Section 139 of the Income-tax Act provides that an individual or a Hindu Undivided Family (HUF) is required to file his Income-tax Return, if his Gross Total Income (GTI) prior to various deductions under Section 80 family (such as 80C, 80D, 80G etc.) exceeds the basic income-tax exemption limit. From Assessment Year 2013-14, the prescribed exemption limit is Rs.2,00,000 (in case of both a male and female taxpayer), Rs.2,50,000 for resident Senior Citizens, aged 60 years and above but below 80 years and Rs.5,00,000 for resident Super Senior Citizens aged 80 years and above.

       GTI includes within its scope the total of all taxable incomes, after considering the relevant deductions available under the five heads of income, but before allowing the eligible deductions under Section 80 family for purpose of computing the Total Income (TI). The case studies below will meaningfully illustrate this point.

Case Study – 1: Mr. J earned gross salary of Rs.4,00,000 in FY 2012-13. After excluding his exempt allowances and perquisites of Rs.70,000, his taxable salary works out to Rs.3,30,000. The interest payable on housing loan eligible for deduction under Section 24 is Rs.1,00,000 and his taxable income from other sources is Rs.30,000. His GTI thus works out to Rs.2,60,000 (3,30,000-1,00,000+30,000). Mr. J has invested Rs. 1,00,000 in investments eligible for deduction u/s 80C and also paid Mediclaim premium of Rs.10,000 entitled to deduction under Section 80D. His TI stands determined at Rs.1,50,000 (2,60,000-1,00,000-10,000) and therefore, the income-tax payable by him is Rs. Nil. However, in this case, Mr. J would be required to mandatorily file his tax return for Assessment Year 2013-14. (more…)


Courts hold that exemption u/s. 54 is available even for multiple houses, if they are adjacent, lateral or vertical!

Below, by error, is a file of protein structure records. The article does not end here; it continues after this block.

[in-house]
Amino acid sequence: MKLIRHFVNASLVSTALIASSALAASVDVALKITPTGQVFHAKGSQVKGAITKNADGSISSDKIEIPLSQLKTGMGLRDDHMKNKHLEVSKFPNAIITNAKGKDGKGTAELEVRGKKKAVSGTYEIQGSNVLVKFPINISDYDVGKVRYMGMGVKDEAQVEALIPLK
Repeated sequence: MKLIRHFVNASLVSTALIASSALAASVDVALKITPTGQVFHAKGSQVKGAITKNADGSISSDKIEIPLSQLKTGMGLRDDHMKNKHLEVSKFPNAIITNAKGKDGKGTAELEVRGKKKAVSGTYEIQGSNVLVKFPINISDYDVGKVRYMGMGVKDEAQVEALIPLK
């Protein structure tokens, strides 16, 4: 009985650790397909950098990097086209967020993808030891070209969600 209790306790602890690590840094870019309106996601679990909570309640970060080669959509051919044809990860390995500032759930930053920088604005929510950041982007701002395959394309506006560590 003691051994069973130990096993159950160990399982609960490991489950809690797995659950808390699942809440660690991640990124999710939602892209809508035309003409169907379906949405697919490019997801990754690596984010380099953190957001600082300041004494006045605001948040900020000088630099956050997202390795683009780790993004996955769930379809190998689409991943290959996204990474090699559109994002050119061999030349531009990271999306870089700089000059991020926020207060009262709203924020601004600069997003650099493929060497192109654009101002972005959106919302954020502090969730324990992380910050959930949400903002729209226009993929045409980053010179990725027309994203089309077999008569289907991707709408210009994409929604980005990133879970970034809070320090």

The term ‘a residential house’ used in the Sections 54 & 54F of the Income-tax Act has of late drawn quite significant and interesting interpretations from Courts paving way for an investor to invest his taxable capital gains in even more than one residential house and claim exemption, if the residential units are adjacent or have a common point of entry or are located in the same building, though on different floors.

In its very recent decision in the case of CIT vs. Syed Ali Adil 33 212, (2013) the Andhra Pradesh High Court has clarified that the expression ‘a residential house’ has to be understood in a sense that the building should be of residential nature and should not be understood to indicate a singular number. The Court thus held that even where a taxpayer had purchased two residential flats under separate purchase deeds out of the capital gains arising out of sale of his residential house, he was entitled to exemption under Section 54, more so, since the flats were situated side by side and the builder had carried out modifications in the same, so as to make it as one unit.

The Andhra Pradesh High Court disapproved the decision of the ITAT Special Bench (Mumbai) in the case of Sushila M. Jhaveri 107 ITD 327, holding that the view of the Tribunal to the effect that only one residential house should be given relief under Section 54 does not appear to be correct.

On this very issue, the Karnataka High Court in the case of CIT vs. Smt. K.G.Rukminiamma 196 Taxmann 87 has also held that the expression ‘a residential house’ used in Section 54 makes it clear that it was not the intention of the legislation to convey the meaning that it refers to a single residential house. If that was the intention, they would have used the word ‘one’. (more…)


Even in the gloom and doom of the capital market, you can make a boom by planning some tax saving strategies!

      As a logical corollary to Section 10(38) of the Income-tax Act exempting long term capital gains (LTCG) arising from transfer of securities upon implementation of STT, long term capital losses (LTCL) arising from such security transactions are required to be ignored.  Short term capital losses (STCL) are however, eligible for set-off against STCG and the net STCG amount is taxed at the flat rate of 15.45%.


      Let us take a quick overview of the provisions relating to set off and carry forward of capital losses under the provisions of Sections 70, 71 and 74 of the Income-tax Act:

  • LTCL can be set off only against LTCG of the year and not against any other income.

  • STCL can be set off against STCG or even LTCG of the year, but not against any other income.

  • LTCL or STCL, which cannot be fully set off during the year, can be carried forward for set off against gain of any subsequent year in the aforesaid manner, for a maximum of upto 8 years.